Controversial feminist artist Betty Tompkins has explored the extreme edges of sexualized iconography over the past four decades. She began working on her Fuck Paintings — an ongoing series of large-scale photorealistic images of sex, including exposed genitalia, penetration, and masturbation — in 1969. Often dismissed as too explicit, her works have been censored and labeled as pornography over the years. However, highly sexualized imagery and language have since become omnipresent in mainstream culture, so Tompkins’ work finally began getting more attention than shame. In 2003, the American artist participated at the Lyon Biennale where she received highly positive acclaim for her portrayal. Since then, she has been recognized as one of the artists at the forefront of first generation feminist art.
Born in 1945, in Washington D.C. and raised in Philadelphia, Pennsylvania, Betty Tompkins obtained her Bachelor of Fine Arts from Syracuse University in New York. Upon graduation, she married her first husband, who was one of her teachers, and soon moved to NY. The very first Fuck Painting saw the light of the day in 1969. Using porn magazines as a source material, Tompkins depicted delicately explicit paintings of people engaged in a variety of sexual acts, ranging from activities done alone to acts with another person. The pieces were made using hundreds of layers of spray paint; the artist explored a variety of techniques to bring her artworks into being and exhibit her prolific skills as a painter. Tompkins has developed a unique body of work which included large-scale, monochrome compositions of closely cropped sexual scenes that she would become known for.
Controversy is a term that distinguishes Betty Tompkins’ career in the art world. Her large body of work created in the 1960s and 1970s coincided with the rise of second-wave feminism. Although part of a generation of radical feminist artists, who were not afraid to speak up, Tompkins was cast aside by her fellow feminists who claimed that pornography is harmful because it dehumanizes women and encourages sexual violence. But in her practice, Tompkins produces photorealistic, monochromatic paintings of sex, representing male and female genitalia isolated, zoomed in and deprived of identity or any other context. Although her oeuvre is not as shocking as it was back in the day when Tompkins created her first work, her direct, raw and highly detailed pieces can stir controversy even today.
In 1973 – after Tompkins' work was included in group shows at Warren Benedek Gallery and LoGuiduce Gallery, both in Soho – she was invited to participate in a show/auction in Paris, but her work was not let into the country. It was the first time that her paintings were labeled “obscene and unfit for public exhibition”. The show went on without her, and it took more than a year for Tompkins to recover her works from French authorities. In response to this ordeal, Betty continued to work but left the subject matter of the Fuck Paintings at bay until the beginning of the 2000s when she decided to go back to the theme. The turning point of Tompkins' career happened in 2003 when she participated in the Lyon Biennale, receiving huge recognition for her work. Shortly after, Fuck Painting #1, created in 1969, was acquired by the Centre Pompidou in Paris. Additionally, she has gone on to exhibit on numerous occasions, often solo, to great acclaim, but her Fuck Paintings have never been exhibited in any of the US museums. "I guess the paintings are still considered as shocking now as when I did them". Although much of her "no-sex" work can now be found in such collections as Islip Art Museum, East Islip, New York; Allen Memorial Art Museum, Oberlin, Ohio; and Paterson Museum, Paterson, New Jersey; only the Centre Pompidou owns her fuck painting or any of her sex works.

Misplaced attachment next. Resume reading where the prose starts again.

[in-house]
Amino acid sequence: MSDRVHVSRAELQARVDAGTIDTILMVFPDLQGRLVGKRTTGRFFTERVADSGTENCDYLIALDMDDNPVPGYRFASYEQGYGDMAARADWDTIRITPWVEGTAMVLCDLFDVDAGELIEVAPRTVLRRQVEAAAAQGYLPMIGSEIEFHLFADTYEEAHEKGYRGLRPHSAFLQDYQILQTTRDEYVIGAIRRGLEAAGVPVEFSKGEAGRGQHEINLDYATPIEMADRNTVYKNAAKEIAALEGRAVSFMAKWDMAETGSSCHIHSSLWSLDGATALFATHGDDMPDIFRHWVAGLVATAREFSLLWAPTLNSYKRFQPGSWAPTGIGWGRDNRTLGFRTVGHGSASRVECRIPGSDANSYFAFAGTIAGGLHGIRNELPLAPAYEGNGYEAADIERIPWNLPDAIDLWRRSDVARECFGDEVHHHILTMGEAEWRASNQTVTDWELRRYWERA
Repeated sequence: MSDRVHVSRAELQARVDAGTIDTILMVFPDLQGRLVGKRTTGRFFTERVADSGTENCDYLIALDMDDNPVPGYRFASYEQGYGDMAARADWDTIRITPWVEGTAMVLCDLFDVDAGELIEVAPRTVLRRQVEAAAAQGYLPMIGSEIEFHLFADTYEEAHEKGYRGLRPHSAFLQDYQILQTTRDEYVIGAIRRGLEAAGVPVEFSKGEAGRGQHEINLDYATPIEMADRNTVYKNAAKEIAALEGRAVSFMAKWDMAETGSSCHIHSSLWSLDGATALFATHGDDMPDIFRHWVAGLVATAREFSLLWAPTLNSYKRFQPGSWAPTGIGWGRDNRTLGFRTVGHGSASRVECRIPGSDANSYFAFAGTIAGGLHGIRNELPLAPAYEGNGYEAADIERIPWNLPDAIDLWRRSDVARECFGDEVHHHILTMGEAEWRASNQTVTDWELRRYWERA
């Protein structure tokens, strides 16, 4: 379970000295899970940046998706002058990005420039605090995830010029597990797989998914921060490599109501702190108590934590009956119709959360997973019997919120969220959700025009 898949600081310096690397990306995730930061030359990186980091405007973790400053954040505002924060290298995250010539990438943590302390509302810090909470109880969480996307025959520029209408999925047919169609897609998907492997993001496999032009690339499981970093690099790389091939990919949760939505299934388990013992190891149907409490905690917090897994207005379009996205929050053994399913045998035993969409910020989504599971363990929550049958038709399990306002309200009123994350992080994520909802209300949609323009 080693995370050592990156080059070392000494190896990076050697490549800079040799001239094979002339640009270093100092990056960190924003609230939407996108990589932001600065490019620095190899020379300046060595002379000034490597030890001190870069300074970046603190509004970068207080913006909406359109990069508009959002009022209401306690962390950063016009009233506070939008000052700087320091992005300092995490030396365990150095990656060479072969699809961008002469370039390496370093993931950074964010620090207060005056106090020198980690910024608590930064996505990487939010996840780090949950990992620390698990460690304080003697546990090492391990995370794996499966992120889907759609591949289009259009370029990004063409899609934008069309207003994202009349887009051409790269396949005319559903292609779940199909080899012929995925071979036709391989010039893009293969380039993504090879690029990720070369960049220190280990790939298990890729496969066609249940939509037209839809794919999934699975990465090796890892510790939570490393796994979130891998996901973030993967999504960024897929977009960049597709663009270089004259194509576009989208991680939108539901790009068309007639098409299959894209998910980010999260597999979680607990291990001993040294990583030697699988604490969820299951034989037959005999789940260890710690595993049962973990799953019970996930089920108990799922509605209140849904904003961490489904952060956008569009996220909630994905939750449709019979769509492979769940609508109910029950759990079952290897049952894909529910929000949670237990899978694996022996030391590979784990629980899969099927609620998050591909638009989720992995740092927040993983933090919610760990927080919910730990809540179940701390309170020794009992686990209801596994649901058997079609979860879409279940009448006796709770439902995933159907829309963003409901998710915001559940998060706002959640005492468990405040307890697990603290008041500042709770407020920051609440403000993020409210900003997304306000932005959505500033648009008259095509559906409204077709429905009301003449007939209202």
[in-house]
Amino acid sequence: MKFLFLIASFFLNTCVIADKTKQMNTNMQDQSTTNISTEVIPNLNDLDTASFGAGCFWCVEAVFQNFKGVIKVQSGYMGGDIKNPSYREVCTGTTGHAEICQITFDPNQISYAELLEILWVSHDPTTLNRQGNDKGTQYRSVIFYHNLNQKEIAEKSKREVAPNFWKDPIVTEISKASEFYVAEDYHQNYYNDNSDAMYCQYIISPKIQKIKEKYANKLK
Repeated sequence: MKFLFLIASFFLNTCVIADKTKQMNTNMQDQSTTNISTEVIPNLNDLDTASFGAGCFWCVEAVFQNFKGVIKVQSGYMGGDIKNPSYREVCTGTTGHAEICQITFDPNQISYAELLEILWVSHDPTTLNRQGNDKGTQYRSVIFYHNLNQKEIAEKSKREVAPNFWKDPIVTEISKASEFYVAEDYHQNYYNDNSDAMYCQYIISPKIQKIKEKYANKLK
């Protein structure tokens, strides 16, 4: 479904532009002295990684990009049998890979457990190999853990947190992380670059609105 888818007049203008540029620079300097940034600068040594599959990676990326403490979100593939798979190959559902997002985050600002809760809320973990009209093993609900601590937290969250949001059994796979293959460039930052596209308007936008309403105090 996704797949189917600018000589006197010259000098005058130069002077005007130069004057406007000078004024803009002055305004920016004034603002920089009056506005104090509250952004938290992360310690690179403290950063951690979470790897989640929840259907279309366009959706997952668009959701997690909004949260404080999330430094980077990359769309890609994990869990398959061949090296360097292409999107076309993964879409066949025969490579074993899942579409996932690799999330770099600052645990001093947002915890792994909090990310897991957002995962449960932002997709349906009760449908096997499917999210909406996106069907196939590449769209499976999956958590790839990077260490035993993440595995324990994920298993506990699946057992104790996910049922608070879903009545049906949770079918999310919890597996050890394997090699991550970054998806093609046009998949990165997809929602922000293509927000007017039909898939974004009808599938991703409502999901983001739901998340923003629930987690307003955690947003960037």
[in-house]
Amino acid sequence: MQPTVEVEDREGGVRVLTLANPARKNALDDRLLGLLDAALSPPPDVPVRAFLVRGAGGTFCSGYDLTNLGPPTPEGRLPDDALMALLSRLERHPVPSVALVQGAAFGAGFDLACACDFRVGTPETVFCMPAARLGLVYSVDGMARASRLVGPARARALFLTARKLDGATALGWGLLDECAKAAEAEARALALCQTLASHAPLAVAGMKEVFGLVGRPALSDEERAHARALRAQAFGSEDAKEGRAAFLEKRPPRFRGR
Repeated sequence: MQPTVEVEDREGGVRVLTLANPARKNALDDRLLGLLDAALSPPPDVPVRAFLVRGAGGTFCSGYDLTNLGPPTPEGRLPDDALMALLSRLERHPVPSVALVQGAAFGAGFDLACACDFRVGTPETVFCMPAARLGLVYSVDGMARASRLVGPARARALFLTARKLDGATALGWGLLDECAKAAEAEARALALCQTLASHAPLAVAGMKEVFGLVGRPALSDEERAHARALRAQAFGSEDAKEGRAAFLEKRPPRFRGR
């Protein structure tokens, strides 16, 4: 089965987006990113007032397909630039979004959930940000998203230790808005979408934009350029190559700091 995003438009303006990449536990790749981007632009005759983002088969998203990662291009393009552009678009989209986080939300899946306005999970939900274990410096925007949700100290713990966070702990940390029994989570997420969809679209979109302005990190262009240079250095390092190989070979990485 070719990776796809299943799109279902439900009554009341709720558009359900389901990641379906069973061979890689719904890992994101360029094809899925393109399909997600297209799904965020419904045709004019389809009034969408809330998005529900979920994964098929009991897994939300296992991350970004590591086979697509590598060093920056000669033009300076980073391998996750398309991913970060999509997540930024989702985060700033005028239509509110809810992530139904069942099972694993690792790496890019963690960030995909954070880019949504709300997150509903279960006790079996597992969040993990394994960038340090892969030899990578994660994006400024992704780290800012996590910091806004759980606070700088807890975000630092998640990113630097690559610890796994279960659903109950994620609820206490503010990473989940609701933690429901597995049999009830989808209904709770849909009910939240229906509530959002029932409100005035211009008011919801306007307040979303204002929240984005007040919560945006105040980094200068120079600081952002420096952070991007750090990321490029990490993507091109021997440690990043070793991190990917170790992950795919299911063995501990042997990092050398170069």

In one of her latest series WOMEN Words, Phrases and Stories, Tompkins created a suite of 1,000 small paintings of words used to describe women. For this project, the artist sent out emails soliciting phrases commonly used to describe women, first in 2002 and then again in 2013. As a result, the concept of female identity has been literally fractured into a thousand pieces, which range in size from 4 by 4 inches to 36 by 16 inches and produce loose configurations of meaning among words. Ranging from "Venus", "Divine", and "Baberaham Lincoln" to "Piece of Ass", and "The Only Thing That Would Make Her More Beautiful Is My Dick in Her Mouth", the paintings reveal that women are often still viewed as an instrument of sexual pleasure.
While it may be taken for granted in the beginning of the 21st century that women artists make transgressive and explicit sexual imagery, back in 1960 when even owning pornography was embarrassing, Tompkins thrived amidst the controversy. She was one of the artists at the forefront of the era's feminist movement that have altered contemporary life and changed the world. Although her Fuck Paintings had met with so much rejection over the course of almost three decades, she has remained faithful to her peculiar and unequivocal visions. Aged 70, she continues to create paintings based on the tension of intimacy and representation of sexuality.
Featured image: Betty Tompkins - portrait, photo credits – Purple
All images copyright Betty Tompkins